Outcome in Hodgkin's lymphoma can be predicted from the presence of accompanying cytotoxic and regulatory T cells.
Alvaro T., Lejeune M., Salvadó MT., Bosch R., García JF., Jaén J., Banham AH., Roncador G., Montalbán C., Piris MA.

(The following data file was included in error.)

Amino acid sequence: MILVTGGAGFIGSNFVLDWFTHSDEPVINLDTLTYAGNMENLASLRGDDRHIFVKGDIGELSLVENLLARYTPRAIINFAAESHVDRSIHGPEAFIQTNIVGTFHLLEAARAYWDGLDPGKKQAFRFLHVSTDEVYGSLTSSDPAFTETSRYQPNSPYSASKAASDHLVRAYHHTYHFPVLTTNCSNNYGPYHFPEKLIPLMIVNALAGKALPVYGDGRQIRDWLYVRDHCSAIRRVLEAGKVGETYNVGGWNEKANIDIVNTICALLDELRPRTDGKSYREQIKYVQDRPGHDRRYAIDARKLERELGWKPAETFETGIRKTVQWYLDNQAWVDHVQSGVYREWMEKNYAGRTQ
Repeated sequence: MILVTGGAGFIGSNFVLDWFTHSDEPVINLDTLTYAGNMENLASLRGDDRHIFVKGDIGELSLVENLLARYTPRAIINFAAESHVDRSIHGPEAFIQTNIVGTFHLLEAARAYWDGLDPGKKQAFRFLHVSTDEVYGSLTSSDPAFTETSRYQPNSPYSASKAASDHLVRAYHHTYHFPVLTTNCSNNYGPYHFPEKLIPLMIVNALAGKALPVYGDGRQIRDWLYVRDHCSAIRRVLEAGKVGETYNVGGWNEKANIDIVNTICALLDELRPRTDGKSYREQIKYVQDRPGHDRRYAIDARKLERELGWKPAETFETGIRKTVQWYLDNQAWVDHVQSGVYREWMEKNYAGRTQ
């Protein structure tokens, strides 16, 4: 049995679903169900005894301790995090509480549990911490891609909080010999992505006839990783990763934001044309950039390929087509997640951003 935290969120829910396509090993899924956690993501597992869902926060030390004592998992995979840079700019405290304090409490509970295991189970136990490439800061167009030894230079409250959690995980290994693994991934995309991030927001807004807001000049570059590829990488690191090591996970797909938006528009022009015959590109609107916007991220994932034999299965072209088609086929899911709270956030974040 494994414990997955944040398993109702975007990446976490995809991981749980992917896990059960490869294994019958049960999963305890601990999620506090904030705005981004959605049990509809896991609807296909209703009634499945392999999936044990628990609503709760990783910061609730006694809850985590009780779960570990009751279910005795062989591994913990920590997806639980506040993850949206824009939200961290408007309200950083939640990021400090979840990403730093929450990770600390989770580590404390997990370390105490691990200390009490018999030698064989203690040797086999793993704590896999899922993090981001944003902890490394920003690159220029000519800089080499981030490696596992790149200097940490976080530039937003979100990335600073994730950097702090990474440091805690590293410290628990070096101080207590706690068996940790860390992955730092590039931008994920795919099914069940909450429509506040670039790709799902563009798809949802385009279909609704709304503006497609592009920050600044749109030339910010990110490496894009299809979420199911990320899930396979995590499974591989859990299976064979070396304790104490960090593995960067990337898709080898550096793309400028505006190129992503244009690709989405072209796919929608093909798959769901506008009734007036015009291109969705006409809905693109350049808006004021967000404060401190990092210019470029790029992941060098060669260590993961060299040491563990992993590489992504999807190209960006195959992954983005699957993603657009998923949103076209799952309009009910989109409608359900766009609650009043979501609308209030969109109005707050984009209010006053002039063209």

PURPOSE: Recent studies of Hodgkin's lymphoma (HL) have suggested that the presence of regulatory T cells in the reactive background may explain the inhibition of the antitumoral host immune response observed in these patients. This study aimed to assess the relevance of regulatory T cells and CTLs present in the background of HL samples in the prognosis of a series of classic HL (cHL) patients. EXPERIMENTAL DESIGN: Expression of granzyme B and TIA-1 (markers for CTL) and FOXP3 (a marker for regulatory T cells) were evaluated independently by immunohistochemistry in tissue microarrays of 257 cHL patients and correlated with patient outcome. RESULTS: The combined influence of the presence of FOXP3(+) and TIA-1(+) cells distinguished three risk groups of patients with 5-year overall survival of 100%, 88%, and 73%. The presence of a small number of FOXP3(+) cells and a high proportion of TIA-1(+) cells in the infiltrate represent an independent prognostic factor that negatively influenced event-free survival and disease-free survival in cHL. Compared with the features at diagnosis, relapsed samples tended to have more TIA-1(+) cells and a lower proportion of FOXP3(+) cells in the reactive background. CONCLUSIONS: These data suggest that low infiltration of FOXP3(+) cells in conjunction with high infiltration of TIA-1(+) cells in cHL may represent biological markers predicting an unfavorable outcome. Moreover, the variation of these markers over the course of the disease implies a possible role for them in the progression of HL cases.